With investor John Loar heading an effort to bring Major League Baseball to Nashville, it’s timely to point out that Nashville, believe it or not, once simply said no to an MLB franchise.
When Phil Bredesen was mayor of Nashville, he was approached by a big-league baseball team about moving to Music City. Bredesen said no thanks.
The refusal ran largely under the radar at the time.
As Bredesen neared the end of his second term as mayor in 1999, the city was basking in its ability to actually attract an NFL team, the Tennessee Titans, and remarkably having an expansion franchise in the National Hockey League, the Nashville Predators.
Years before, the idea of having those teams in Nashville seemed preposterous. Bredesen was the principal figure in Metro government for making both teams happen, including the construction of the NFL stadium on the East Bank and a new downtown arena that eventually housed the hockey team.
As told in the 2016 book, Nashville: The South’s New Metropolis, by Karl Dean and Michael Cass, Bredesen felt adding a big-league baseball team would be biting off more than the city could chew.
Bredesen never identified which baseball team approached him. He said he felt at the time that having just added two big-time sports teams was enough.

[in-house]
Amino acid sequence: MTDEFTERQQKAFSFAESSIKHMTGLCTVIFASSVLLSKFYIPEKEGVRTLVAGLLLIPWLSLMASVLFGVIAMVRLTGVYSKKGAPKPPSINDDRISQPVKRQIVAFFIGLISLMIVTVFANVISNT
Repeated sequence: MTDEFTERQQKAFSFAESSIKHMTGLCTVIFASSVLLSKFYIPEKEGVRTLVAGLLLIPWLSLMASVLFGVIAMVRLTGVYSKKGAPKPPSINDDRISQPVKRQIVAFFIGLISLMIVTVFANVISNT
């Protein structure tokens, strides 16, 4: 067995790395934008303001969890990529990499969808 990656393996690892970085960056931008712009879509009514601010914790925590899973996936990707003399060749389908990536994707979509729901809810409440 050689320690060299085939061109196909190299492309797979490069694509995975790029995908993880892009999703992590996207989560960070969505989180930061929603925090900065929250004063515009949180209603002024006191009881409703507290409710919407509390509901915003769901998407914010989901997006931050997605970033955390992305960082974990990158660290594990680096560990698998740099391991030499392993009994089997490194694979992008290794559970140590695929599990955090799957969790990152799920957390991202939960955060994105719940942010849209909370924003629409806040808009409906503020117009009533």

“We needed two successful teams and not three struggling teams,” he said to the authors.
He also said he was criticized heavily for the decision, ironically, by people who had originally scoffed at the notion that Nashville could be an NFL city.
“Some of these same people were just reaming me out,” Bredesen told Dean and Cass. “It sort of marked for me the change from ‘That’s the stupidiest idea I ever hear of’ to ‘What do you mean, we can’t have three teams?'”
Bredesen told the same story to the Nashville Scene in 2011, as he was leaving the governor’s office after two terms. He told the story again in 2015 to Weston Wamp, a radio talk show host on ESPN 105.1 in Chattanooga.
Other groups have tried for years to bring a Major League Baseball team to Nashville.
When the arena push had been under way and Nashville had no team, Bredesen actively pursued the Minnesota Timberwolves of the NBA.
Baseball Commissioner Rob Manfred created a buzz in 2018 in an interview with Fox Sports when he listed Nashville among potential expansion cities.
“We have a real list of cities that I think are not only interested in having baseball, but are viable in terms of baseball, places like Portland, Las Vegas, Charlotte, Nashville in the United States, certainly Montreal, maybe Vancouver, in Canada,” Manfred said. “We think there’s places in Mexico we could go over the long haul.”
One of the numerous 2019 preseason baseball publications, Street & Smith’s Baseball Yearbook, published a story on possible expansion. It polled 108 writers and editors “to asssess the desirability of 20 potential sites.” Their top five potential expansion locations, in order, were Montreal, Portland, Nashville, Charlotte and Las Vegas.
Street & Smith’s brief description of Nashville said, “The economy is vibrant, but this region has a smaller population than every current MLB market except Milwaukee.”